Taking on the World, One Paper Cup at a Time

  • CEO says company could even do a transformational acquisition
  • Huhtamaki planning to set new targets as shares reach record

Finland’s Huhtamaki Oyj is on the hunt for acquisitions - possibly even a large-scale deal - as the world’s biggest listed food-packaging company seeks to expand in new countries and build on profitable North American operations.

The maker of paper cups and bowls for global fast-food and coffee chains like McDonald’s, Chipotle and Starbucks has made a dozen acquisitions since 2011, and is planning a fresh round, Chief Executive Officer Jukka Moisio said in an interview at the company’s headquarters in Espoo, near the capital Helsinki. Any sizable purchase could be funded with the sale of shares, which reached a record Thursday.

Jukka Moisio.

Source: Huhtamaki

“We look to find companies that complement our current focus and geographic footprint because there are many countries where we’re not present,” he said. “The main areas are southeast Asia and Africa.”

A fresh wave of acquisitions would build on a decades-long transformation of Huhtamaki from a conglomerate making everything from women’s clothing to electronics components. Named after founder Heikki Huhtamaki, the son of a village baker who started a candy-making business almost a century ago, the company’s focus grew out of an in-house packaging operation. It now competes with Denmark’s Hartmann A/S to be the world’s largest egg-carton maker, and vies for disposable-cutlery customers with Dart Container Corp. in the U.S. and Italy’s Seda.

Huhtamaki has between 400 million euros ($446 million) and 500 million euros available for acquisitions and is in the market for targets in developed markets with annual revenue of 50 to 100 million euros, Moisio said.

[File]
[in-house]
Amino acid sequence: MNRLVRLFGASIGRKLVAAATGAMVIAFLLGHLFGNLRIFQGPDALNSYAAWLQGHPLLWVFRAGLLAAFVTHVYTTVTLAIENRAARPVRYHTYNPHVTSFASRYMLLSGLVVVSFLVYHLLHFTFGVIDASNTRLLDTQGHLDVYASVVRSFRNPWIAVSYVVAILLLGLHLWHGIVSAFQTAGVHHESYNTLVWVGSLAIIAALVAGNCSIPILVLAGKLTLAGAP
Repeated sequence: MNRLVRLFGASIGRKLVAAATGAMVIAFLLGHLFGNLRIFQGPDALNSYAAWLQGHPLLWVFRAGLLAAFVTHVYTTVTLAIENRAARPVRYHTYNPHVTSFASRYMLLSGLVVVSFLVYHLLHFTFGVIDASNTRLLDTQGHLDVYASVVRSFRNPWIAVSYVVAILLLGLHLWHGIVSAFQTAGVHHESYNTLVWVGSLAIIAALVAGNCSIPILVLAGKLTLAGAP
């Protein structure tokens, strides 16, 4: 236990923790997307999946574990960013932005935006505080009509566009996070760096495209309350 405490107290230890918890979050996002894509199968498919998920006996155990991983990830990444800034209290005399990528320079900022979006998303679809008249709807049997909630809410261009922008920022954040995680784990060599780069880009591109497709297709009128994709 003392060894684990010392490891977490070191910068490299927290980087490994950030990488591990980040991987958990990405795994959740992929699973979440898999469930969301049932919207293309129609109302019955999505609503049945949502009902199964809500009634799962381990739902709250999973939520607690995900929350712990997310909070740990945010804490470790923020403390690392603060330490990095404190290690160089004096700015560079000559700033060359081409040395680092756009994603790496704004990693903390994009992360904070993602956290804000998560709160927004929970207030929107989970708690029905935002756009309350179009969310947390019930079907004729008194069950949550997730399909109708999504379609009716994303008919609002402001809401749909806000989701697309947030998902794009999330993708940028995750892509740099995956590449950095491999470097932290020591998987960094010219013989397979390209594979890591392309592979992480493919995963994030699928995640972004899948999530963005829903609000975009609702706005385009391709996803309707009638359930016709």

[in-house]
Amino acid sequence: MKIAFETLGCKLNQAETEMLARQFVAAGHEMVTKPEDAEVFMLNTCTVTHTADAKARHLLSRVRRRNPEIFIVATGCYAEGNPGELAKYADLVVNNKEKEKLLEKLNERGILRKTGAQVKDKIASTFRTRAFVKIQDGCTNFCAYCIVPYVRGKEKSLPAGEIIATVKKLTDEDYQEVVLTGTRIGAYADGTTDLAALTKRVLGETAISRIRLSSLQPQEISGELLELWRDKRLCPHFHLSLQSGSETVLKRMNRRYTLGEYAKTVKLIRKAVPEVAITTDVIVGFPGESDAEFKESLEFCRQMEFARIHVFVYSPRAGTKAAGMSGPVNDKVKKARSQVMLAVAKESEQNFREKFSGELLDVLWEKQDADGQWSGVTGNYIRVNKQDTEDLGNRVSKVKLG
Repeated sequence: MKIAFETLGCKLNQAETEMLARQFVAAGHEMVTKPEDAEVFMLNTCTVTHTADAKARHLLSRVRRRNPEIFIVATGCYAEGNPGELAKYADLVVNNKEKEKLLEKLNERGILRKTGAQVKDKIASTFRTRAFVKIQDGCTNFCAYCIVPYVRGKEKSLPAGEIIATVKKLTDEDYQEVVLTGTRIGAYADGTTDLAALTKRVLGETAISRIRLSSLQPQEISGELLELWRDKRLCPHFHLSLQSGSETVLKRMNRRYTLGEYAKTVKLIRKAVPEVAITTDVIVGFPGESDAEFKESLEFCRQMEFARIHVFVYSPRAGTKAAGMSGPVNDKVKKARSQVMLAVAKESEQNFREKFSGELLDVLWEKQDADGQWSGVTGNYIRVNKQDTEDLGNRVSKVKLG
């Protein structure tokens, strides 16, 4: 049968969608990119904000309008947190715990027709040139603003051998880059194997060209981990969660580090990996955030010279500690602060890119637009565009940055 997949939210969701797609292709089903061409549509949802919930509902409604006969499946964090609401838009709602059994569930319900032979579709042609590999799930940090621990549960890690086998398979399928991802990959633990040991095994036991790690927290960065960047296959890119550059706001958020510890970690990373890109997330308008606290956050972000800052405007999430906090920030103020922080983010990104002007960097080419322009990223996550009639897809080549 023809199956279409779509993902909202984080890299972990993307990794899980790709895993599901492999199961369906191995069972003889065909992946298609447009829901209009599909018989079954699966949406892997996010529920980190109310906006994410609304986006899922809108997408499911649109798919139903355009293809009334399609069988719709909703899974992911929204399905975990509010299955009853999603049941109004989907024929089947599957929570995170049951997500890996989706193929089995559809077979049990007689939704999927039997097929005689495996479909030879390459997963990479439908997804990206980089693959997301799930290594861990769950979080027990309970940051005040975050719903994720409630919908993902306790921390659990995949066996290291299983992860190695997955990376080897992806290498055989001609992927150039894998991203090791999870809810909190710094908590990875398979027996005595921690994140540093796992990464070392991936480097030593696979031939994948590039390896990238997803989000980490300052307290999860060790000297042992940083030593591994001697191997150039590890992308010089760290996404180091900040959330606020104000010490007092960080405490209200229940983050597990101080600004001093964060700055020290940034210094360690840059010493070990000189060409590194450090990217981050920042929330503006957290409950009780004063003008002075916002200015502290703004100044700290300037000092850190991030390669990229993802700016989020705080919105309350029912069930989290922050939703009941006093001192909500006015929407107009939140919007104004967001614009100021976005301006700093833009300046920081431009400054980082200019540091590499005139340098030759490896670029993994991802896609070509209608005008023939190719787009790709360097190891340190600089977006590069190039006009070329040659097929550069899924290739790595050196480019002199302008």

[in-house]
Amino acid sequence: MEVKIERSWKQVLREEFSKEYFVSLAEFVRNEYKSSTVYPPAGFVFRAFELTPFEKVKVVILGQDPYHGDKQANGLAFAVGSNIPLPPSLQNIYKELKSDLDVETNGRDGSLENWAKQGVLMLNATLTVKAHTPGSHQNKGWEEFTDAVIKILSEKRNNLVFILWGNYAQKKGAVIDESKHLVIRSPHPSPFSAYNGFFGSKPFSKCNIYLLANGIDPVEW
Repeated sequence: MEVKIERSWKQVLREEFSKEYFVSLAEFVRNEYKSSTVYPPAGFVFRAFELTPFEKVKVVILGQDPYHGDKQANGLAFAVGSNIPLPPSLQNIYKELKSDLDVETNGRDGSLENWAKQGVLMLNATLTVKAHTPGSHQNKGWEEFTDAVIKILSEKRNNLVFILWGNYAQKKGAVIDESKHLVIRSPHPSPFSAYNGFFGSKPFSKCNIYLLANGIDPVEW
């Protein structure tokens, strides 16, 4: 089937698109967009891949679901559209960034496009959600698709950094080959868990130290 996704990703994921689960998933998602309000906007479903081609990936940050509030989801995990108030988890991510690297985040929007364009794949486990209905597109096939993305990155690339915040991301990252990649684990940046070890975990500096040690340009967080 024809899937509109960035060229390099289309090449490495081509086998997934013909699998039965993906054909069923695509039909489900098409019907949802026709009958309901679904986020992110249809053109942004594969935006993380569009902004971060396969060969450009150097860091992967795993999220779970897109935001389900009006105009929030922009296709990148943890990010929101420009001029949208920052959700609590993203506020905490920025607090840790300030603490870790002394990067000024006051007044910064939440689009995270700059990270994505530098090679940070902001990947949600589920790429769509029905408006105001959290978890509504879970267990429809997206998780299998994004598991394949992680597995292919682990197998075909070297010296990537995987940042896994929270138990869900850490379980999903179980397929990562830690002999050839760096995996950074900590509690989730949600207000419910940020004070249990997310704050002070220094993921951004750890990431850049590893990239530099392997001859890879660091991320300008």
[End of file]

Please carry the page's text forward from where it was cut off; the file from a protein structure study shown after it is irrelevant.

The company is looking at smaller targets in emerging markets such as Malaysia, Indonesia and the Philippines. Positive Packaging, an Indian company that Huhtamaki bought last year to add some 220 million euros in annual revenue, was an unusually large find, he said.

The CEO said he would consider issuing new shares or selling reserve stock to finance a larger, transformational acquisition, and the recent share price development has boosted the potential returns from any stock sale.

Shares fell 0.5 percent to 37.47 euros as of 12:21 p.m. in Helsinki. They reached a record Thursday in part because first-quarter results published April 21 showed a boost from U.S. growth.

Huhtamaki’s North American segment, which supplies Unilever with cups for Ben & Jerry’s ice cream, grew by 10 percent during the period, and Moisio said the company is now reaping the benefits of investments made three to four years ago.

“We need to build on that platform,” he said. “We are working on plans to advance the North American operations in the years to come.”

The performance in the U.S., which represents about 35 percent of Huhtamaki’s revenue, will be important as Moisio looks beyond mid-term goals unveiled in March 2015. These included comparable sales growth of 5 to 7 percent and an operating profit margin of at least 9 percent. The company reached 6 percent sales growth in the first quarter after 4 percent for all of 2015, and a margin of 8.7 percent in 2015.

“If we’re very close to our targets, or achieving them, it’s an important thing and a signal to our stakeholders and ourselves that we’ve achieved what we wanted to achieve and now it’s time to set a new horizon,” Moisio said. The company will likely announce new goals for the next few years at a capital markets day later this year, he said.

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